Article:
In the U.S. Senate in 2017, with President Trump in office, Tillis voted in favor of the tax cut that lowered corporate tax rates permanently while providing only a temporary tax cut for individuals. Supply-side economists have credited the 2017 tax cuts with helping create the strongest economy in decades and the lowest unemployment rates in 50 years before the coronavirus’ devastating impact.

Similarly, while serving as North Carolina’s speaker of the House in 2013, Tillis and other Republicans lowered rates on individuals and corporations.

Cunningham’s spokeswoman blasted Tillis for his work on North Carolina’s 2013 tax cut, arguing that it decreased money for public education, “leading to larger class sizes and fewer teaching jobs.”

She also said the 2013 state tax overhaul “increased taxes on mobile homes and college meal plans while protecting tax breaks for yacht owners and cutting taxes for corporations.”

Petri then pointed to statements Tillis made while a state legislator supporting the historic preservation tax credits as a “positive thing for towns” and a “well-documented return on investment” while serving as in the North Carolina House of Representatives.

A spokesman for Tillis said his boss wasn’t in the legislature when this tax credit was created, and in 2014, when it was set to expire, deemed the tax benefits for renovating historic homes and buildings “inconsistent” with the principles of the landmark tax reform bill that he spearheaded in 2013.

“[That’s] why the North Carolina General Assembly let it lapse in the 2014 budget,” said Andrew Romeo, Tillis’ spokesman. “He certainly did not believe that it should be abused for luxury home improvement projects for the wealthy.” 

(The tax credits Cunningham used for the home renovation expired at the beginning of 2015 – one day after he certified that his home-improvement project was completed. The state legislature has since passed new historic preservation tax credits worth only 15% in credit for non-income-producing private residences.)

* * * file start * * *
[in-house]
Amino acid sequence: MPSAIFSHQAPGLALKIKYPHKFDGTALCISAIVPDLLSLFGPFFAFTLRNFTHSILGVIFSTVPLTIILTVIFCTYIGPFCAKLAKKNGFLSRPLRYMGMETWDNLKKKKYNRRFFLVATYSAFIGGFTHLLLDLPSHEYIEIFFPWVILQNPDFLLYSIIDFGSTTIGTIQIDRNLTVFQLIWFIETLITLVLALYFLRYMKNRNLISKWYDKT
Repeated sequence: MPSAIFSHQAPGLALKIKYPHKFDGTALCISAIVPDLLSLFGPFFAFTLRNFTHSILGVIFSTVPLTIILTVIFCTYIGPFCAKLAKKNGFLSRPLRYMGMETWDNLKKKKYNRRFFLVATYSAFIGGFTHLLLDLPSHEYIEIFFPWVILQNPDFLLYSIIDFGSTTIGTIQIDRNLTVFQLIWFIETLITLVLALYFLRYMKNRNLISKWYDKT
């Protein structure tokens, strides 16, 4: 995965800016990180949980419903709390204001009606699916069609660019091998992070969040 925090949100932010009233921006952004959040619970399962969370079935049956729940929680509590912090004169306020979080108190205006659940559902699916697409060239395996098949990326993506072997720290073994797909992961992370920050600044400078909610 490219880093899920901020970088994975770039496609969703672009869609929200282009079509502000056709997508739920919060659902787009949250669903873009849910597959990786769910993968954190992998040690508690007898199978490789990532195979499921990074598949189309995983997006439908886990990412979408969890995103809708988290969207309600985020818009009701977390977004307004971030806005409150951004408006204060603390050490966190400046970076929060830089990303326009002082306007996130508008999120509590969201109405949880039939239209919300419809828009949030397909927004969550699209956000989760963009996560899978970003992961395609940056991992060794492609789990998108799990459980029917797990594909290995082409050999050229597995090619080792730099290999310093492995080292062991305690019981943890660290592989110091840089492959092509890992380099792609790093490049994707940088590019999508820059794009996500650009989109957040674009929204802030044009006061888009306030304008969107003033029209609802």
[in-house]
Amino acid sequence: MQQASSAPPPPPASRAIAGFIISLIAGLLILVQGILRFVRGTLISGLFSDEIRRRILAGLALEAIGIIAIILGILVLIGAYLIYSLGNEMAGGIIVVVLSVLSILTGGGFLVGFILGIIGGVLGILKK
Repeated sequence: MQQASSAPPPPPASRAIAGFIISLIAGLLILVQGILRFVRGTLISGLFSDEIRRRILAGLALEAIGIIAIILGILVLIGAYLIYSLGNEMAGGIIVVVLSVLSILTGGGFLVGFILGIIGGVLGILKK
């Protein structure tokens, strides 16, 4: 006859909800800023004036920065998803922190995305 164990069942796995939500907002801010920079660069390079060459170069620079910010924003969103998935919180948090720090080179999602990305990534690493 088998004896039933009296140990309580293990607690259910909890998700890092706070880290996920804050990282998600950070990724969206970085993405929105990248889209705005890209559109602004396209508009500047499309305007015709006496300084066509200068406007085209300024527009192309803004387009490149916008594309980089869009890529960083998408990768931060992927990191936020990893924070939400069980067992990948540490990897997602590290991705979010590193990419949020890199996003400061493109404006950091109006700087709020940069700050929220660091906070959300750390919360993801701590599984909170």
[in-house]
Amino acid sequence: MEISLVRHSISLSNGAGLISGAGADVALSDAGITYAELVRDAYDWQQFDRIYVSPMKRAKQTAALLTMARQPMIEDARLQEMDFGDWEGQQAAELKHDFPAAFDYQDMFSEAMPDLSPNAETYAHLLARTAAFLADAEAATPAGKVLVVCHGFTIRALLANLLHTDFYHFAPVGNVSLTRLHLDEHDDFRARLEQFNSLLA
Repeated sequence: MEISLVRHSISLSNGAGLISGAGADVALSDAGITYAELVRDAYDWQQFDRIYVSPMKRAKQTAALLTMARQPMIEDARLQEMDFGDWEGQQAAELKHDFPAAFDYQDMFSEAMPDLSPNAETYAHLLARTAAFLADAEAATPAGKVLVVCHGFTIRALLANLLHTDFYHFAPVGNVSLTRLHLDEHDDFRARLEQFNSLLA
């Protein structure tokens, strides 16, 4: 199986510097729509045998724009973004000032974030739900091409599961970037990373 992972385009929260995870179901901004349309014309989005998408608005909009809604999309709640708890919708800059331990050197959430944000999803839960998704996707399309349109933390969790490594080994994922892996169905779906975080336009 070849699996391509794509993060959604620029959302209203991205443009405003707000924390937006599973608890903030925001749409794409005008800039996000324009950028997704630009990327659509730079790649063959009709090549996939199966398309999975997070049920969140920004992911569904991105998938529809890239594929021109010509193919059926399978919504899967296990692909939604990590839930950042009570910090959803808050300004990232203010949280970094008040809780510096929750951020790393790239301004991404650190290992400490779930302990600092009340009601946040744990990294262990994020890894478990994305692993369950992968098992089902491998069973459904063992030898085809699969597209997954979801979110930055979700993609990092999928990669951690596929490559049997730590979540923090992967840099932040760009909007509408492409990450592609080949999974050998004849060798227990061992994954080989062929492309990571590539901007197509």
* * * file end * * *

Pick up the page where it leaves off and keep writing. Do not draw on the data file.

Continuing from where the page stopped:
Joseph Coletti, a senior fellow with the John Locke Foundation, a conservative think tank based in North Carolina, said his organization advocates for a much simpler tax code free of loopholes and tax credits – one that reduces the overall rate of everyone’s taxes so consumers have more purchasing power and businesses have more power to grow.

Still, stepping out of his role at the foundation and taking a populist line, he said he sees why the state legislature might want to provide a tax credit for those restoring old buildings that can then be turned into income-producing restaurants, retail stores or apartments.

The same principle, he said, does not apply when it comes to giving wealthy homeowners a tax cut on their home renovations, which he said would likely take place with or without the tax credit. 

“What is the value that the [state] gets out of individual homeowners renovating their houses – and should it subsidize their choice of laminate flooring over hardwoods?” Coletti asked. “Government policies on taxes should raise money in the least invasive and least discriminatory way. When you reward someone for a certain behavior, you’re misusing the tax code, in my view.” 

Correction: An earlier version of this story misstated the time frame for Cunningham's referenced income of $439,016. That amount was for January 2018 to September 2019, not a single year.

Susan Crabtree is RealClearPolitics' White House/national political correspondent.



Comment
Show comments Hide Comments